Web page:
I mean, this is the Tories we’re talking about. What in anything Gove has done so far could make us believe that he would not slowly chip away at any ‘enrichment’ time in order to cram as many facts and exams and world-beating literacy and numeracy skills into an extended day as he possibly could? You only have to look at everything he believes to be important to know that the range of arts and sports activities he alludes to would never really be very high up his list of priorities.

Though ironically of course all of the enrichment activities he and Kirby purport to praise are very high up the list of priorities for most of the teachers I know. And this is one of the things that frustrates me most about the proposals: as with so much Gove says it indicates totally misplaced assumptions about what already goes on in schools. At the two schools I worked in for the majority of my teaching career – one in East London, one in Plymouth, both with ‘challenging’ intakes and neither ‘Outstanding’ as far as the government’s concerned – young people were already in school from 8am with breakfast clubs and study groups in place before the official start of the school day, and there were a wealth of activities on offer after school which would see kids in the corridors until 4, 5 even 6pm. I spent hours working with young people on a school newspaper – which they devised, secured funding for and ran in their own time – and a range of film projects, both as part of exam subjects and as extra-curricular projects. The schools ran mentoring schemes, drama groups, debating clubs and a full range of sporting activities – I know I’m only scratching the surface here but you get my point. And whilst most of these groups were voluntary, there were also compulsory study sessions for students to catch up on coursework or prepare for exams, or just to bring students in lower years up to their target levels. Other students might indeed head home at 3.15pm, but would be involved in all sorts of activities in the community, or they might just like to read, or, god forbid, hang out with their friends or family.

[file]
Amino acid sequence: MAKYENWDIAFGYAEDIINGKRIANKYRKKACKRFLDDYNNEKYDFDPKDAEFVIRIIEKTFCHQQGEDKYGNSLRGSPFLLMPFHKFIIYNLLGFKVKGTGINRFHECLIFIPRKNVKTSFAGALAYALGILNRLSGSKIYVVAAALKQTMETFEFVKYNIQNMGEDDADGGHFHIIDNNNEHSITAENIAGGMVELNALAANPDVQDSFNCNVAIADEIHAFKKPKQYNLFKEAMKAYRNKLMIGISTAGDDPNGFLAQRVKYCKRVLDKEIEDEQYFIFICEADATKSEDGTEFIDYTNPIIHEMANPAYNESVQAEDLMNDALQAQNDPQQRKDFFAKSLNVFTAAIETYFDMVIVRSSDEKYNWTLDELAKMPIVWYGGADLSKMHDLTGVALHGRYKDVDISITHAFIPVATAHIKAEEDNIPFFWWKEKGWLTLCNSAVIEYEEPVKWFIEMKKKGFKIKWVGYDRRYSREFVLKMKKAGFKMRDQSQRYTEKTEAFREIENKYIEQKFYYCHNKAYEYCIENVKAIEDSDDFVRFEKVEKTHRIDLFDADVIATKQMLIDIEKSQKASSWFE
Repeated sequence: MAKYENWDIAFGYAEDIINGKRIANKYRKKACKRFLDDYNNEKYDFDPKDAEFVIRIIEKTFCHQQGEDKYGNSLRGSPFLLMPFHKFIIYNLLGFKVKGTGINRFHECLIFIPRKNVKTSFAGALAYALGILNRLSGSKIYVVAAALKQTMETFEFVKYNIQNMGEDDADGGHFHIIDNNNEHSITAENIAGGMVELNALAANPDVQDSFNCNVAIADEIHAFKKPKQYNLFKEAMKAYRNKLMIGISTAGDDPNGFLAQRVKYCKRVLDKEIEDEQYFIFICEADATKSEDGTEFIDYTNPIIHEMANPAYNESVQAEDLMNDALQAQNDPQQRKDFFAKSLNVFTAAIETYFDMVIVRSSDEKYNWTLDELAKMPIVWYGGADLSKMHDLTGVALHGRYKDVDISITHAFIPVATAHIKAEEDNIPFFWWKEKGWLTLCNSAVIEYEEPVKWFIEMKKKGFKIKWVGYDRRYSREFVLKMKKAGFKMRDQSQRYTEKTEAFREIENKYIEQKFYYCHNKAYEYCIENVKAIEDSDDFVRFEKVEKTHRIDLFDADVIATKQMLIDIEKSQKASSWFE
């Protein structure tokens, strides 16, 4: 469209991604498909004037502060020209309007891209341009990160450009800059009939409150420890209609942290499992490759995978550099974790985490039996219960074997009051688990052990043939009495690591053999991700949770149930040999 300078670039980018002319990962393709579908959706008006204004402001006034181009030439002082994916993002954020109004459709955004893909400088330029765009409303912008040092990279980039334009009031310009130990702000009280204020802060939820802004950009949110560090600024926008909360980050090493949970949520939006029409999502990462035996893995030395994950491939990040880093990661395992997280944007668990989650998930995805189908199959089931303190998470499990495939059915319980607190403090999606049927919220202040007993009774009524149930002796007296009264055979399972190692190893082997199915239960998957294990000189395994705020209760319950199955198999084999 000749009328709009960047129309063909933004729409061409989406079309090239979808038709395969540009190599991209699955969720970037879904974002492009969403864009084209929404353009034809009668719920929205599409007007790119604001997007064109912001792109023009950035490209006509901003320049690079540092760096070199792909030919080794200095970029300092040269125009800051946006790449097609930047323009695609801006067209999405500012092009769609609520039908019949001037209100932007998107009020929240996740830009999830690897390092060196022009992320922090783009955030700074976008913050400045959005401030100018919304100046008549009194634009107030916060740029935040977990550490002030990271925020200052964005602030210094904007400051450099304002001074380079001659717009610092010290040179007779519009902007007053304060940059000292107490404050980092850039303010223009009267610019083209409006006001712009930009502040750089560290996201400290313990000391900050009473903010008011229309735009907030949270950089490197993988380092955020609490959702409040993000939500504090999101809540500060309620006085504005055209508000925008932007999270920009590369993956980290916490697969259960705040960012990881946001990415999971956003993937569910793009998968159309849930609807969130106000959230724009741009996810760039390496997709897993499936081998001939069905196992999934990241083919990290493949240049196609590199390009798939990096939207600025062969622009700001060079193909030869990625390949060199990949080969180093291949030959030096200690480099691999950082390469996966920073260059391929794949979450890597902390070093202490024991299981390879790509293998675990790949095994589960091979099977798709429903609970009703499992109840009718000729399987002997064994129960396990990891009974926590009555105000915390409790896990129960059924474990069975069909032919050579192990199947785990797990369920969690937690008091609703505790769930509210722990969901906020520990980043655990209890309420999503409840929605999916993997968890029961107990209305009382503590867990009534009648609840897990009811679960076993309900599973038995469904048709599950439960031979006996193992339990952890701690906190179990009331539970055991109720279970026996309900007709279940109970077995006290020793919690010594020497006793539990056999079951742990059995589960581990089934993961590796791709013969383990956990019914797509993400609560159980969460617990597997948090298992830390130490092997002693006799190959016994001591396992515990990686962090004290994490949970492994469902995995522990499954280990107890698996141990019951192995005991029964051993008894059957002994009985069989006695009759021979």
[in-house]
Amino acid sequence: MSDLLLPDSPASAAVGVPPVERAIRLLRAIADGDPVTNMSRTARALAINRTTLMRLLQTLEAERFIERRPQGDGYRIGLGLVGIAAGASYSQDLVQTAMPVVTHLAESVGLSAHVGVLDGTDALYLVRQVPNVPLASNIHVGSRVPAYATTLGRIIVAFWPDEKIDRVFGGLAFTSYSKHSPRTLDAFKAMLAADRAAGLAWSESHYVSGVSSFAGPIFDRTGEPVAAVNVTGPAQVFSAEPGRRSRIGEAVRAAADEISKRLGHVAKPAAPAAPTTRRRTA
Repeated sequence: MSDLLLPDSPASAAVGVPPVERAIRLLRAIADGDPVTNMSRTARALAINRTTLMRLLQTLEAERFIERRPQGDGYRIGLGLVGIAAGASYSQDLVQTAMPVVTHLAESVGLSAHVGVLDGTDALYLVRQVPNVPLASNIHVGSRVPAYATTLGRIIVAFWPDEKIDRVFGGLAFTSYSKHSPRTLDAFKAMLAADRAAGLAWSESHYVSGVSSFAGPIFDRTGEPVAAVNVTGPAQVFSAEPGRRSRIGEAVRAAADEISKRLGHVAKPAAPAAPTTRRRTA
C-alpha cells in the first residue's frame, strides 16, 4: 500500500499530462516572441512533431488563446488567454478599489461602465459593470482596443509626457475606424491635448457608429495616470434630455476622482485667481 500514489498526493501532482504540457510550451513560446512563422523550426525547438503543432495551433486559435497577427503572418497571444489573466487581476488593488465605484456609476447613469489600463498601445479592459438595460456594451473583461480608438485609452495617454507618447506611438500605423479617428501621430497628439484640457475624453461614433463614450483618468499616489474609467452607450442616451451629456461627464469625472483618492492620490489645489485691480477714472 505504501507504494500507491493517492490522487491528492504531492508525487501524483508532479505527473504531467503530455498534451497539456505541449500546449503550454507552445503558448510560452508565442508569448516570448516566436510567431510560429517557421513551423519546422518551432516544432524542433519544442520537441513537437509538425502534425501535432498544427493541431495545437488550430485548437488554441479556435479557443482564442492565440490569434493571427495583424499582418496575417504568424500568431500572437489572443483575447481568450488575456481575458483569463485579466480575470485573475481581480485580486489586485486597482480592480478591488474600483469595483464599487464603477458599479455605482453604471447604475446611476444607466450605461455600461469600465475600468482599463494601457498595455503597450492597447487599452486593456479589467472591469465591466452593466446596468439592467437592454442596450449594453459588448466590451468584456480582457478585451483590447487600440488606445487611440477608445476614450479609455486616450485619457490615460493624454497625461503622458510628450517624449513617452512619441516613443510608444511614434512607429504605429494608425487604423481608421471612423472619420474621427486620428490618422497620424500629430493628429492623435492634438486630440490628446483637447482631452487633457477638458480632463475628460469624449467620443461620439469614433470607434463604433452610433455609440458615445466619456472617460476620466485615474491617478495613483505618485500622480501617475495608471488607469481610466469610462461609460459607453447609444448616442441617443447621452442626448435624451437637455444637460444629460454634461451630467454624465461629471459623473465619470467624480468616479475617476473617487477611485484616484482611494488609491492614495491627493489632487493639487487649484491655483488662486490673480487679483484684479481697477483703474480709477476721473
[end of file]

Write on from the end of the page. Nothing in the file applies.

There are of course a minority of students who would use the time to make trouble, who would never do anything constructive with the hours that weren’t specifically mapped out for them, whose parents were unsupportive of their learning and who might just benefit from a heavy handed approach which would see ten hours of their day committed to whatever their school saw fit. But all of the work I have done over the years on raising expectations and achievement has taught me that very rarely can you do it by focusing on the lowest common denominator – and that if you do you very often lose the attention and the enthusiasm of the people you think are doing ok. More often than not there are pretty significant reasons why the minority are not able to focus on activities that will benefit them, are forever making the ‘wrong’ choices, will find themselves in trouble at school and in their community. Longer hours at school would not make their problems go away, and it would take a complete shift in focus on how those hours were spent to be able to begin to address the multitude of issues they face.

Time and time again the issues of troubled young people I worked with were found to be rooted in dysfunctional family units – I’m not talking about bad parenting, but a whole range of difficulties families were facing as they tried to bring up their children in a world often hostile to their needs. And one of the biggest things that worries me about these proposals for longer school days and shorter holidays is that they effectively normalise not spending time as a family. Kirby has a go at some sums in his piece, but he’s missing some figures. Even if we take the lower end of Gove’s intention, for nine hour school days, by the time you factor in getting to and from school you’re looking at more like ten. Add to that the actual recommended amounts of sleep for school age children rather than Kirby’s skimpy eight hours, and again you’re looking at an average of ten. Which leaves only four hours a day for everything else – not very much I think you’ll agree. Particularly if you combine this with proposals for children to start school from the age of two you’re looking at a population who become almost entirely institutionalised, have no idea how to fill their time for themselves, and have no time to even begin to work out who they might be.